Tonight I await a forecast snow – which frankly doesn’t promise to be sufficient.  Note that the name for this blog includes both WILD and BEAUTY.  I give you scenes from a snow a year ago that delivered both.

Visitor Late Snow March 2015

Fresh Prints

Certain very special friends call to exult in snow, our secret joy.  We are all too aware that the Weather Channel does all in its power to make the public fear, if not hate, Nature, tossing about words like ‘revenge’.  I think it’s a ploy to permit destruction of nature, and I turn my back on all of that.  Nature’s doing the what comes naturally.  It’s we who are the ruinators.  We are here to be the planet’s tenders…

Heavy Heavy Hangs Late Snow March 2015

Laden

Look at her artistry.  What a privilege to live where the world can be transformed like this in one mere night!

Night Snow 2015

Night Snow

Waltz of the Shadows

Waltz of the Shadows

Neighbor's Snowman Late Snow  March 2015

Neighbors’ Snowman

Fox Encouonter Late Snow March 2015

Foxes’ Encounter

Incredible Lightness of Being Late Snow March 2015

The Incredible Lightness of Being

When the Shrubs Weep at 23 Juniper

When Shrubs Weep

Morning View Late Snow March 2015

Calm after the Storm

Sculpture in Snow March 2015

Sculpture and Rosemary in Snow

 

Blizzard at my OPEN Door

Snow Depth at My Back Door

Storms are not easy for the wild creatures – as this puffed-up-to-stay-warm Junco reveals.  It is always good to set out thistle socks, at least, for our winged brethren of the wild.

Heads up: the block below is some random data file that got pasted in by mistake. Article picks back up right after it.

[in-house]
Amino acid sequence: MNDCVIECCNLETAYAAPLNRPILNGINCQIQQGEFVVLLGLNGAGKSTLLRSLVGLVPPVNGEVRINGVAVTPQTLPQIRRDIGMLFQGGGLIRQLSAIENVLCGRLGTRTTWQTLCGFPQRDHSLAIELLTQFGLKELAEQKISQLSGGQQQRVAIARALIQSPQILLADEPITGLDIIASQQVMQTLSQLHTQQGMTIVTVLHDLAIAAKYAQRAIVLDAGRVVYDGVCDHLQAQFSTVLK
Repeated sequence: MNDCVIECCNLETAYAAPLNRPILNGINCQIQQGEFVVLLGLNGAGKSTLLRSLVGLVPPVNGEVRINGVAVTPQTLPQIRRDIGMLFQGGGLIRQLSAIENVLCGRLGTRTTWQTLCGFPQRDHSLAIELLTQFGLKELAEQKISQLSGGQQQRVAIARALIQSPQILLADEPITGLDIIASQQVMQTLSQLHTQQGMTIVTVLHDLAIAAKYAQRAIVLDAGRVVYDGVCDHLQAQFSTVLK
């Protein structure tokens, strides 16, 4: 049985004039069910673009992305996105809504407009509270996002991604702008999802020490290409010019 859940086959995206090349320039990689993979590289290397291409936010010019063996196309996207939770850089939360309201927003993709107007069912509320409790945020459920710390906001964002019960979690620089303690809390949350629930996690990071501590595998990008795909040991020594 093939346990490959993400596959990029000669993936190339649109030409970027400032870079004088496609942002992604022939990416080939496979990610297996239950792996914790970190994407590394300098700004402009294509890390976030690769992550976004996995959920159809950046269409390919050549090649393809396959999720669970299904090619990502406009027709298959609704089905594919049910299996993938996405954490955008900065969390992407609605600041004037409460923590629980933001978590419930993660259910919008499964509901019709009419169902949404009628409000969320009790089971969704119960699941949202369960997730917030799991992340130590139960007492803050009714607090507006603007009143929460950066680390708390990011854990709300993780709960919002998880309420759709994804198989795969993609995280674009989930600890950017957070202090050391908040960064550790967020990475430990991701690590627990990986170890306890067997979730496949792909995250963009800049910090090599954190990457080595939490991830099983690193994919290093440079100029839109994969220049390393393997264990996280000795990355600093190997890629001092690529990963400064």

Junco On Andromeda

Puffed Junco on Andromeda in Height of Storm

 

WRITE GOV. CHRISTIE RE IMPLEMENTING OPEN SPACE FUNDING NOW!

Jeanette intent upon wild birds and fishermen and whales at preserved Island Beach — OPEN SPACE ESSENTIAL..      site to use:  http://www.state.nj.us/governor/contact/

Could They Be Gannets November 2015 eanette 007

“Could they be gannets?” – Jeanette Intent (Intrepid #1) at Island Beach in NOVEMBER

Dear NJWILDBEAUTY Readers,

Never has your political action mattered more than now.  Whether you live in beleaguered NJ or not, go onto Governor Christie Contact web-site and insist he implement the Open Space funding approved by 65% of his voters.  This must happen now. 

Below, you will find what I just sent, receiving a Thank You for Contacting Me.  I will write each day until that document is signed.

Do not give up in the face of his legendary intransigeance!  Send this writing/signing request to friends in all states — as NJ goes, so goes the nation.  OPEN SPACE is essential for the wild creatures, and even moreso to slow catastrophic climate change.

I assume you all know that I work for D&R Greenway Land Trust, nearing our 20,000-acre point of preservation of the most populous state.  That seemed impossible, too.  But, acre by acre, gathering by gathering, letter by letter, negotiation by negotiation, we are saving New Jersey land, otherwise known as HABITAT.

Join me in this.  None of the creatures, none of the adventures you see in these ‘pages’ could be experienced, let alone photographed, without preservation.

Take ‘pen in hand’.  Be the Vox Populi of the 21st Century!